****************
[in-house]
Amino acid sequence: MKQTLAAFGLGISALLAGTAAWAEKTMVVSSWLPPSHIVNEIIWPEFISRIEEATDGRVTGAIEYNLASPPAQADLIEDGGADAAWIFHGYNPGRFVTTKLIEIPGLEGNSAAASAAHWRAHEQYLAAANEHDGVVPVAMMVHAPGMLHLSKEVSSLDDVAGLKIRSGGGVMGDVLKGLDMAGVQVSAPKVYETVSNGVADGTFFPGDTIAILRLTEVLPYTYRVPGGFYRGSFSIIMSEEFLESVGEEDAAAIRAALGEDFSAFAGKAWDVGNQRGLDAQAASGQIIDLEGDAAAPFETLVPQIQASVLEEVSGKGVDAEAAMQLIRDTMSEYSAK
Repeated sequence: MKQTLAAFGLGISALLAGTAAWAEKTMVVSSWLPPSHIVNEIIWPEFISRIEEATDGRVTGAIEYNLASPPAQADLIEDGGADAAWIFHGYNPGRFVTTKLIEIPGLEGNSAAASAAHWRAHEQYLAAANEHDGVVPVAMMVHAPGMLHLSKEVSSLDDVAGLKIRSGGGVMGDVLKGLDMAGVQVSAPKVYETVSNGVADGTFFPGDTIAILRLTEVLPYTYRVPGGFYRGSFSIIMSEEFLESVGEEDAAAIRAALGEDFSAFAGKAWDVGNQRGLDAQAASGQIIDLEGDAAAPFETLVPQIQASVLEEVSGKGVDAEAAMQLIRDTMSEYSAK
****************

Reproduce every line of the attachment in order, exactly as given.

[in-house]
Amino acid sequence: MKQTLAAFGLGISALLAGTAAWAEKTMVVSSWLPPSHIVNEIIWPEFISRIEEATDGRVTGAIEYNLASPPAQADLIEDGGADAAWIFHGYNPGRFVTTKLIEIPGLEGNSAAASAAHWRAHEQYLAAANEHDGVVPVAMMVHAPGMLHLSKEVSSLDDVAGLKIRSGGGVMGDVLKGLDMAGVQVSAPKVYETVSNGVADGTFFPGDTIAILRLTEVLPYTYRVPGGFYRGSFSIIMSEEFLESVGEEDAAAIRAALGEDFSAFAGKAWDVGNQRGLDAQAASGQIIDLEGDAAAPFETLVPQIQASVLEEVSGKGVDAEAAMQLIRDTMSEYSAK
Repeated sequence: MKQTLAAFGLGISALLAGTAAWAEKTMVVSSWLPPSHIVNEIIWPEFISRIEEATDGRVTGAIEYNLASPPAQADLIEDGGADAAWIFHGYNPGRFVTTKLIEIPGLEGNSAAASAAHWRAHEQYLAAANEHDGVVPVAMMVHAPGMLHLSKEVSSLDDVAGLKIRSGGGVMGDVLKGLDMAGVQVSAPKVYETVSNGVADGTFFPGDTIAILRLTEVLPYTYRVPGGFYRGSFSIIMSEEFLESVGEEDAAAIRAALGEDFSAFAGKAWDVGNQRGLDAQAASGQIIDLEGDAAAPFETLVPQIQASVLEEVSGKGVDAEAAMQLIRDTMSEYSAK